Tag Archive: Union Pacific

Collaboration in the Supply Chain

May 31st, 2018

To succeed in today’s Amazonian environment, we must keep strange bedfellows.  We just love the Amazon example of innovation – partnering with the U.S. Postal service – known as one of the least-innovative organizations out there.  But it works! Who ever thought you’d see a U.S. postal service mail truck delivering on Sunday for Amazon?

cross-functional teams

 

At the Southern California E-Commerce and Logistics Summit, there were several intriguing collaborations:  

  1.  Union Pacific and BNSF Railway – Although there was a healthy competition over resources (not surprisingly since both are experiencing a skills gap), there was also much collaboration over issues.
  2.  The AQMD and Staunch Opponents of Indirect Sourcing – Although there is little compromise in the widespread concern over indirect sourcing, there were panelists who are working to bridge the gap.
  3.  Political leaders and Business Owners – Working together for progress, even with the distractions and disruptions that occur on a daily basis.
  4.  Amazon and their Latest Partner – Doesn’t it seem like there is a new intriguing partner announced every week.  Kohl’s could be considered a foe but partners for win-win results but it is ‘old news’.  Recently, Amazon announced another competitor partnership with Best Buy. Who will be next?  Are you thinking about how to partner with competitors?
  5.  Technology companies and all others – In the era of data and technology, people like Google, Microsoft and Apple are collaborating with everyone – car companies, IoT devices and machinery manufacturers, systems providers and many more.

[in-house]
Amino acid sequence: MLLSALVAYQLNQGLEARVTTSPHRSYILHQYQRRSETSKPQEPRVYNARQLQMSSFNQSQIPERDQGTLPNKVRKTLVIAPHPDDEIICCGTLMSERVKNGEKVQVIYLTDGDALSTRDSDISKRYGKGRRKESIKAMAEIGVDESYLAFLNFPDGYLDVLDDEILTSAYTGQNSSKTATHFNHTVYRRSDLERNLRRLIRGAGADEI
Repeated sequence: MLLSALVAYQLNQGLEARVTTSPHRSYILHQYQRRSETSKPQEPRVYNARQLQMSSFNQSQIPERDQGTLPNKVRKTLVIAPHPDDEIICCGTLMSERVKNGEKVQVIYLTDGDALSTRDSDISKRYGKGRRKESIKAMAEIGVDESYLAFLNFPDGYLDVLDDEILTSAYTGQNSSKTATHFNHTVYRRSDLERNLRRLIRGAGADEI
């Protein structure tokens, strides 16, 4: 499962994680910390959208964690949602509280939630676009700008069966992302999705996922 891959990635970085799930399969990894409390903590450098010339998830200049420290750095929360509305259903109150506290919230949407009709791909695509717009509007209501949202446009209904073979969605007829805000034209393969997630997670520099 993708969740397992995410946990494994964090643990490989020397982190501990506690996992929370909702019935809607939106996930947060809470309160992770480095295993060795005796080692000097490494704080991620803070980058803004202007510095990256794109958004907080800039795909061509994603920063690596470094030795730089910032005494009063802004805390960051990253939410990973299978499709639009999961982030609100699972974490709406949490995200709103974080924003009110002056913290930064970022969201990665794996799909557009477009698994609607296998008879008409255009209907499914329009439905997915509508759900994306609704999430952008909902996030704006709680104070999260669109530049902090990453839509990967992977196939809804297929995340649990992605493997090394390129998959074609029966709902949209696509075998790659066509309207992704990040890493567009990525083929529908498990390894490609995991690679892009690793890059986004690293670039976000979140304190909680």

Are you taking a hard look at your collaborations and partners?  Perhaps take a more innovative approach to what you might have “assigned” to procurement last year, so you’ll be around next year.

 



The Skills Gap Emerges as #1 at Prominent Supply Chain Conference

May 28th, 2018

At the Southern California Supply Chain and Logistics Summit conference, there were several keynote speakers from industry icons such as Amazon, UPS, Union Pacific and more.  One might expect quite a lot of interesting insights into the latest supply chain trends yet the most common theme among the presentations tied back to the skills gap. It boils down to having the “right people” for success – both in terms of employees and supply chain partners.

 

Several of the themes emerged the supply chain summit:

  1.  Automation: Friend or Foe? With the advances of automation in the supply chain, there is much worry over the impact on people. Yet, several speakers said they HAD to automate and leverage technology just to have a hope of keeping up with the expected growth over the next several years.  When adding in the retirement of baby boomers, will you have the skills to support your business growth?
  2. Someone has to be behind the robot – Even though some robots use artificial intelligence concepts, they aren’t programming themselves.  There is someone behind the robot – programming, maintenance and more. Are you preparing for a job that can be replaced by a robot or are you programming the robot?
  3.  Robots and people side-by-side-  There are some tasks that robots can automate and improve upon whereas there are others it makes sense to employ workers.  Are you preparing your resources to see value in both?
  4.  Matching skills with roles – How does your company stack up?  Another topic of much discussion – mentioned by panelists and attendees alike – the vast majority of executives feel they are falling short when it comes to gaining the skills they need to run their business at the “right” margins.  How clear are you on what you need to successfully run your business? Or are you living on hope it will all work out?